we commonly call honeybees in the
United States are really
descendants of the European bees brought to this continent by
the early settlers. Over the centuries, some of them escaped
to form the "wild" colonies that inhabit hollow trees in the
European honeybee is also the critter that bee keepers raise
for production of honey and as a source of pollinators for
many crops. Over 90 crops including apples,
and others depend heavily on honeybees to carry the pollen
from male flowers to the pistils of the female flowers.
Most of us think that honeybees work by
carrying pollen from plant to plant in
those sacks on their
legs. In reality, the pollination they do is totally by
accident. Honeybees are fuzzy creatures. As they crawl around
in the flowers, pollen dust accumulates on the "hairs" on the
bee’s body. When it moves to another flower, some of the
pollen rubs off on the
pistil of that flower and starts the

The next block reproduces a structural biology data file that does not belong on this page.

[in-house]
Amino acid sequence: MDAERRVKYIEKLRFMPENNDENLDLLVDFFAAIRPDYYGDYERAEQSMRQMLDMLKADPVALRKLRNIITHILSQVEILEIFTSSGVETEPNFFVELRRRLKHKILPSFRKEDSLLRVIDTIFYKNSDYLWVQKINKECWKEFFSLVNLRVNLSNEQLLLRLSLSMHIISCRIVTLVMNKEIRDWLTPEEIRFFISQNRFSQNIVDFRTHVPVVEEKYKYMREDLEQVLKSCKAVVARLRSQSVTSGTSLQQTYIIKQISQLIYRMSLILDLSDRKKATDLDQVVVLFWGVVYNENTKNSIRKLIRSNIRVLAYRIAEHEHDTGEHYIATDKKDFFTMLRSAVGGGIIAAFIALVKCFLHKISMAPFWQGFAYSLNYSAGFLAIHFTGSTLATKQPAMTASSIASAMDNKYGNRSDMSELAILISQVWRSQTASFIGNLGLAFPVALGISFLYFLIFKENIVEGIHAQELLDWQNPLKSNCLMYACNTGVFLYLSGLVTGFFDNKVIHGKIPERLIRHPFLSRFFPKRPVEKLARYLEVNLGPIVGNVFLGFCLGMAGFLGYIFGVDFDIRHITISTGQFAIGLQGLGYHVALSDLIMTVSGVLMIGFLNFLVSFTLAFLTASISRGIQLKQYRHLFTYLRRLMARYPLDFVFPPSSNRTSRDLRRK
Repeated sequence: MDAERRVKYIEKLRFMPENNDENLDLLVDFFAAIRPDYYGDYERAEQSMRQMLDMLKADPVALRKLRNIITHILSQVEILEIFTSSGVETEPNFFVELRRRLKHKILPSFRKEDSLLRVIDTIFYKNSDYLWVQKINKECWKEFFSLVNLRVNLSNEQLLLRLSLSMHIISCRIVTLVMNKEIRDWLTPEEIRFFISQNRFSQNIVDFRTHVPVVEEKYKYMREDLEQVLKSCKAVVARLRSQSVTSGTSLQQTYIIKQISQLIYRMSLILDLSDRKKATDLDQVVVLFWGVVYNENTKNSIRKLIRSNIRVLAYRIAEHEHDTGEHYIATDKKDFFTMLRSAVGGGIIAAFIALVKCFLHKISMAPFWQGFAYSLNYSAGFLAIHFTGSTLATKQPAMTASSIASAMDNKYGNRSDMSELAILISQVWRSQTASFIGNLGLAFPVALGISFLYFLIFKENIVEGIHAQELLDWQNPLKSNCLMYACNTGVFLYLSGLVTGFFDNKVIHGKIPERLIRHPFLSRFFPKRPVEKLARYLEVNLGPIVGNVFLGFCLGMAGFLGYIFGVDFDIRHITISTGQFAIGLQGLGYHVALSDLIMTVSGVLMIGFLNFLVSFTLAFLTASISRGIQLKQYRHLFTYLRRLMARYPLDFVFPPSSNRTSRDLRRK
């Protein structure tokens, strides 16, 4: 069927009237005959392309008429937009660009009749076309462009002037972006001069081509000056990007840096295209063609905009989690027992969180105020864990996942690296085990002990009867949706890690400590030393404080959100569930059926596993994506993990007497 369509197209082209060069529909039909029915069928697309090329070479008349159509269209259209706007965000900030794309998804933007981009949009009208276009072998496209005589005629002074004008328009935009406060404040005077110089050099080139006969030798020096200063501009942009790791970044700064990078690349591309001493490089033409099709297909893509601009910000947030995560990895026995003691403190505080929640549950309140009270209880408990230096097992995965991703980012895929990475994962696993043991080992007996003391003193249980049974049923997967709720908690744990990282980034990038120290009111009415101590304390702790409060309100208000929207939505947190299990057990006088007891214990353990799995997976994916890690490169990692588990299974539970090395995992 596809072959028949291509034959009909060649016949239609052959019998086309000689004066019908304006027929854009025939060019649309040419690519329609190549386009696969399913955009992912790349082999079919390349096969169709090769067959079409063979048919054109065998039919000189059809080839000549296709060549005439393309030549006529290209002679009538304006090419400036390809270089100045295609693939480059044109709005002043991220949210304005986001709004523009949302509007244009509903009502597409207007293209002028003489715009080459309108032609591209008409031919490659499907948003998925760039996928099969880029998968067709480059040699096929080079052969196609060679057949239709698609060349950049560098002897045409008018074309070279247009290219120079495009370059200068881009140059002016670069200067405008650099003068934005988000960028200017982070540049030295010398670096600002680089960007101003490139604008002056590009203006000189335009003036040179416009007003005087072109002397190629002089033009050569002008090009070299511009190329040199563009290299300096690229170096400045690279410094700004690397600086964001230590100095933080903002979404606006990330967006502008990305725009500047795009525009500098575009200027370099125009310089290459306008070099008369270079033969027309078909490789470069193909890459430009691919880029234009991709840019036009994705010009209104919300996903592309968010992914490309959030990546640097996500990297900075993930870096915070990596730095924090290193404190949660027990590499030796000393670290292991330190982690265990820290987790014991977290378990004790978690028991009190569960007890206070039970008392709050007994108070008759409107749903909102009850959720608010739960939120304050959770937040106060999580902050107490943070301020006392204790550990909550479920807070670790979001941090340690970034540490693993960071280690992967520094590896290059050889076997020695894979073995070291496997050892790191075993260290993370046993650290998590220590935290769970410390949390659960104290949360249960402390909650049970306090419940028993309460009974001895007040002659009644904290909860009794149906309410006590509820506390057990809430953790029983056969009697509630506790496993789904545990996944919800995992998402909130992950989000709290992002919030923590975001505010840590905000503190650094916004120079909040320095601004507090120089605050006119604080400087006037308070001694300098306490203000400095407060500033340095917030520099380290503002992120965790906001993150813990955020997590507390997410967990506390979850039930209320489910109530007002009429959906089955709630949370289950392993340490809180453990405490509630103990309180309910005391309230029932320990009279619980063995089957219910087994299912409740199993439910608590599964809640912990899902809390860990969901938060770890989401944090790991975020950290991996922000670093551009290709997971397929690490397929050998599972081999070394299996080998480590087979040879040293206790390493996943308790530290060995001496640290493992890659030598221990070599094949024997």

process of pollination.
Ever get a cucumber that was misshapen with
tiny, undeveloped seeds inside? This was probably due to poor
pollination. It is estimated that bees must visit each female
cucumber flower at least ten times for proper pollination to
occur. This will result in a properly shaped cucumber fruit.
In recent years two tiny
spider mites and
mite-related diseases have led to the death of most wild
honeybees. Estimates for this loss range as high as 95 to 97%
of the wild bees. Hobby beekeepers routinely lose up to half
or more of their hives every year.
Commercial bee hives have also been attacked
but beekeepers have had been able to counteract the problem.
They have one chemical that will help but the key is usually
their ability to purchase new, uninfected queens to
reestablish their hives each year.
efforts at major universities are focusing on the Varroa mite
and its biology. They are trying to identify the pests
complete life cycle to determine the best point to attack it.
Control measures must consider that the mites are in the hive
along with the bees. Chemical treatments are difficult because
they may contaminate the honey. Also, since the mites,
although not technically insects, are close in nature to the
bees, it is tough to find something that controls them but
which does not also kill the bee.
The ultimate long-term solution is to breed
bees that are resistant to the effects of the mites.
Unfortunately, this is a very time-consuming process and
success is not guaranteed. Results of this type of program
will be many years down the road.